Wedding planning can be confusing if it's your first time planning a large, catered event. Don't worry, it's not as complicated as it seems! But choosing the style of wedding reception you're going to host is a LOT easier if you understand the correct terminology. Here's the breakdown of your options.
Seated/plated/served menus are for couples who envision a formal dinner where the guests remained seated while servers bring everything to the table. Although you can bump the costs up tremendously by choosing expensive food, seated/plated is frequently less expensive than other options because the caterers know — in advance — how much of each entrée they need to prepare for the guests. Expect the caterer to require you to submit a complete list of dinner orders 14-30 days ahead of your event so they can plan.
Tip: Strongly consider using placecards (rather than open seating) so the service staff knows who is getting what at which table come dinner time. Otherwise, they'll have to get orders at each table and hope guests remember what they requested.
A buffet features long tables with all of the dinner offerings presented in one line. Usually, there are servers behind the buffet to describe each dish (especially for allergy purposes) and to put appropriate portions on each guest's plate. If the wedding is large, it's not uncommon to have two separate buffet tables with the same food to keep things moving. The buffet will remain open for all of the guests to make one trip through, and for extra hungry guests to visit it again, but then it will be shut down rather quickly.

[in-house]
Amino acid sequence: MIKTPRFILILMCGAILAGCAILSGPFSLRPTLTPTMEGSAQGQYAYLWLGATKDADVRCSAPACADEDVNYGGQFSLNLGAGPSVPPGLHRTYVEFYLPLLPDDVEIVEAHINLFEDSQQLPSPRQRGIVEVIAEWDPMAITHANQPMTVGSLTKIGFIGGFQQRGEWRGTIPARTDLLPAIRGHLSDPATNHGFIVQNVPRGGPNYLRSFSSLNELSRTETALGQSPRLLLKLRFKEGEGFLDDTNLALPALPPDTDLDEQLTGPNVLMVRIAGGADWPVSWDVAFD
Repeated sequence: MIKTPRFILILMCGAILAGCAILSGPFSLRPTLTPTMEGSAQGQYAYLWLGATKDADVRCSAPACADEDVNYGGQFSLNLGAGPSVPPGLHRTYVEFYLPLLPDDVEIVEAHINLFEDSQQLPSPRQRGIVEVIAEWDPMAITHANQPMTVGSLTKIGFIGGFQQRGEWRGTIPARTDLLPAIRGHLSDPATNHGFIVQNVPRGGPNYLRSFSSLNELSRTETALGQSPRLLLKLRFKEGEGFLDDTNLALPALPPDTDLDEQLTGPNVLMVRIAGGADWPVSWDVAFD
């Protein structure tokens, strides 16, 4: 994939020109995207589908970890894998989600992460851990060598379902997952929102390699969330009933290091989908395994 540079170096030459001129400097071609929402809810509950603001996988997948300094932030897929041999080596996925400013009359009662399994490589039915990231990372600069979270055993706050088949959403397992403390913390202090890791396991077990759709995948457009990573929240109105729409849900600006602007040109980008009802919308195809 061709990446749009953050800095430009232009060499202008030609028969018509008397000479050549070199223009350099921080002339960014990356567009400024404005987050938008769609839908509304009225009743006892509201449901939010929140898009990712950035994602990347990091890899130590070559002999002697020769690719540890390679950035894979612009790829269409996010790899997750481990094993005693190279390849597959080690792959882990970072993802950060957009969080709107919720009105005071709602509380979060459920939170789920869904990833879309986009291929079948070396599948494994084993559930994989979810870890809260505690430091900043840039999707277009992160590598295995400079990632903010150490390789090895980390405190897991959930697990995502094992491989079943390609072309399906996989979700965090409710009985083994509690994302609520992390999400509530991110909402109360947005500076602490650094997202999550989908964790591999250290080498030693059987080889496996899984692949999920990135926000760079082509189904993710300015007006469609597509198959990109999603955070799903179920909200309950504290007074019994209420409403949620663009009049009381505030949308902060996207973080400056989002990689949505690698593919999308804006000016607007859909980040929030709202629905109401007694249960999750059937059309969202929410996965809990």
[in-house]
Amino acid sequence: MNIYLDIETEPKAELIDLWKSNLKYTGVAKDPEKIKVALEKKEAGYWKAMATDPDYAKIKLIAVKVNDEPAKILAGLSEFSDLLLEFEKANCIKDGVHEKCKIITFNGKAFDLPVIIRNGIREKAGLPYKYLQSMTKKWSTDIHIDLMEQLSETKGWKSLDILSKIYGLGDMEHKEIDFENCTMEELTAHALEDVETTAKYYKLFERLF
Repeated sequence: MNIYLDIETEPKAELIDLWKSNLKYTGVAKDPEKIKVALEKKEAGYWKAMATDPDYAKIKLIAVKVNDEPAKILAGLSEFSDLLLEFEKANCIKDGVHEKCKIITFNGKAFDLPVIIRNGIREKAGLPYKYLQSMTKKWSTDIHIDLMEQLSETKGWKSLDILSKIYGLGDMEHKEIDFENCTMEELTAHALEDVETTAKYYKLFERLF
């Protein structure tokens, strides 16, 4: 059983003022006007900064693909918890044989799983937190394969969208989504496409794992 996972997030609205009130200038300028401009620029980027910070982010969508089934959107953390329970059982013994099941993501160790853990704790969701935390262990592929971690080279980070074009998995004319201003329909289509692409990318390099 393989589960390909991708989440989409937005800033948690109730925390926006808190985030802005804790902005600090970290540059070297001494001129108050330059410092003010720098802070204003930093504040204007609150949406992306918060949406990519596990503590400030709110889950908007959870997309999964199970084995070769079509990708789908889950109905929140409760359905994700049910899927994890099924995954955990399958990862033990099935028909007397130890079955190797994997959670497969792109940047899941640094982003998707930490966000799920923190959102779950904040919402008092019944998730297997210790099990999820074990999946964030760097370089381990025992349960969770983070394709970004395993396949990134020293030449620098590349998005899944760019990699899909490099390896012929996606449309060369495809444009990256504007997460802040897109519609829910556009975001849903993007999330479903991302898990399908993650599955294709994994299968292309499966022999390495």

Tip: It's an excellent idea to have the salads (or soup) served at the table before, or immediately after, the guests are seated so that people have something to nibble on as they wait for their turn in the buffet line.
No less satisfying than a seated/plated meal, and open for much longer than a buffet, food stations have become very popular for wedding receptions. The concept breaks up your food displays — unlike a buffet which directs everybody through the food in the same order — with different tables offering different things, usually by category. Stations are a great way to incorporate a theme into your food. We've done "around the world" stations where different countries' were represented on each table. More traditionally, you'll find entrées in one spot, sides in another, salads in another, etc. They're spread out a bit more to let guests roam around and pick and choose. Not everyone has to stop dancing and eat at the same time. Stations are usually kept open two to three times as long as a regular buffet, and have station chefs creating items by requests, much like a traditional omelet station.
Tip: Although you don't need as many servers as a seated/plated dinner, make sure you have plenty of hands on deck to remove the copious number of empty plates that are likely to be discarded everywhere as people choose their next bite.
Sandy Malone is the owner of Sandy Malone Weddings & Events, a full-service traditional and destination wedding planning company and Do-It-Yourself wedding planning consulting service for DIY brides and grooms based in the Washington, DC area. Sandy is the star of TLC's reality show "Wedding Island," about her destination wedding planning company, Weddings in Vieques. Sandy's book "How to Plan Your Own Destination Wedding: Do-It-Yourself Tips from an Experienced Professional," will be released on March 1st, but is available online for pre-orders now where books are sold.